Never shy of a publicity stunt, Walkers has put the fate of three of its most popular crisp flavours in the hands of the ever-trustworthy Great British voting public.
The company said it could ditch old favourites Smoky Bacon, Salt and Vinegar and Prawn Cocktail, after it pitted them against Lime & Black Pepper, Paprika and Bacon and Cheddar in a public vote.
People can cast their ballot to save each of the three old stalwarts or they will be replaced by the young upstarts, Walkers has promised.
The company is again courting controversy with its new campaign, which has a distinctly Brexit flavour.
The three classics have had their packets emblazoned with the Union Jack, while the new varieties sport the foreign flags of Spain, Australia and the USA. The bags are stamped with the message “You choose”. Voting in the crisp “referendum” begins on 14 August and closes on 22 October.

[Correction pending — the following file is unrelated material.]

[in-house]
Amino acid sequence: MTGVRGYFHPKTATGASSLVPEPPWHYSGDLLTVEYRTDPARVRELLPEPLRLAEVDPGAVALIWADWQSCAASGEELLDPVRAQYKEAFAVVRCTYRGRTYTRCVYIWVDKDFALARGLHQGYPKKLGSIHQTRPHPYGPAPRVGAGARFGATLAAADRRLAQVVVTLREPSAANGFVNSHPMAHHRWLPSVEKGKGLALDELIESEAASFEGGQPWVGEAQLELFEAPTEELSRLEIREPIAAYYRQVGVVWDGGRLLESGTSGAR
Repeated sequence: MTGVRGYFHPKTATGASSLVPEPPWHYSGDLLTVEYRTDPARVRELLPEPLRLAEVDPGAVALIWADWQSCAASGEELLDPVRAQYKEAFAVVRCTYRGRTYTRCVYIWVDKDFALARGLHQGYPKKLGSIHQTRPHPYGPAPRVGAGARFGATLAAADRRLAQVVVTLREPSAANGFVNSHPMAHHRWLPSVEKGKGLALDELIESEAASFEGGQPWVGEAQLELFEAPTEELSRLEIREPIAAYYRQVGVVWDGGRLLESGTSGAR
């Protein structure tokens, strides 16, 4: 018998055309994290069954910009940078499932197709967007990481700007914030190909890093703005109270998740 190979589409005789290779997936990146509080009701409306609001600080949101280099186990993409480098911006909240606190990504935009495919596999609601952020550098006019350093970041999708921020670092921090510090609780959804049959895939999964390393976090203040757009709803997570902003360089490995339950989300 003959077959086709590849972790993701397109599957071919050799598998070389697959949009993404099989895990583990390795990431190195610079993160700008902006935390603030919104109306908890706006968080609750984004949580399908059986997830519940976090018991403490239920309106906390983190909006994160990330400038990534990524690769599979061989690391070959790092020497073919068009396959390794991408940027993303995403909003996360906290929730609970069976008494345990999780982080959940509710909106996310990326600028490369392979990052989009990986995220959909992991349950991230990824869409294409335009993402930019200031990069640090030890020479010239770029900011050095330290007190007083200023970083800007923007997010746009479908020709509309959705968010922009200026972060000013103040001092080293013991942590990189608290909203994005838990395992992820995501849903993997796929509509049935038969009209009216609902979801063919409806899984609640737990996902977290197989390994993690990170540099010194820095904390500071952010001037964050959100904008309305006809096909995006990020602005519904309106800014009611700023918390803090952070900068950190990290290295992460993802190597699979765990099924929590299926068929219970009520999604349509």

As Walkers’ marketing team will no doubt be aware, recent times have delivered their own fair share of electoral egg-on-face and Walkers is perhaps hoping it will be the latest in an roll call off foul-ups.
David Cameron stepped down after the EU referendum went awry. Theresa May has limped on after going to the public to secure a “historic majority”, only to be handed a metaphorical slap in the face. And who could forget the National Environmental Research Council reneging on their promise to allow people to name its new research vessel because it didn’t see the funny side of the Boaty McBoatface moniker.
While Walkers is clearly tapping into the public mood of “sticking it to the man”, the company is not, in fact, allowing democracy to have the final say, instead favouring the invisible hand of the market. Sales of each of the respective flavours will count for 80 per cent of the vote, while ballots cast will make up the remaining 20 per cent. So the underlying message appears to be “buy more crisps”.
Walkers will be hoping its latest ploy fares better than the 2017 champions League Final giveaway which invited football fans to send in a photo of themselves which was then inserted into a video with Gary Lineker.
Social media users duly responded, sharing videos of the Walkers frontman with images of Fred West and Josef Fritzl among others. Although, either way, the coverage would have done them no harm.
Join our commenting forum
Join thought-provoking conversations, follow other Independent readers and see their replies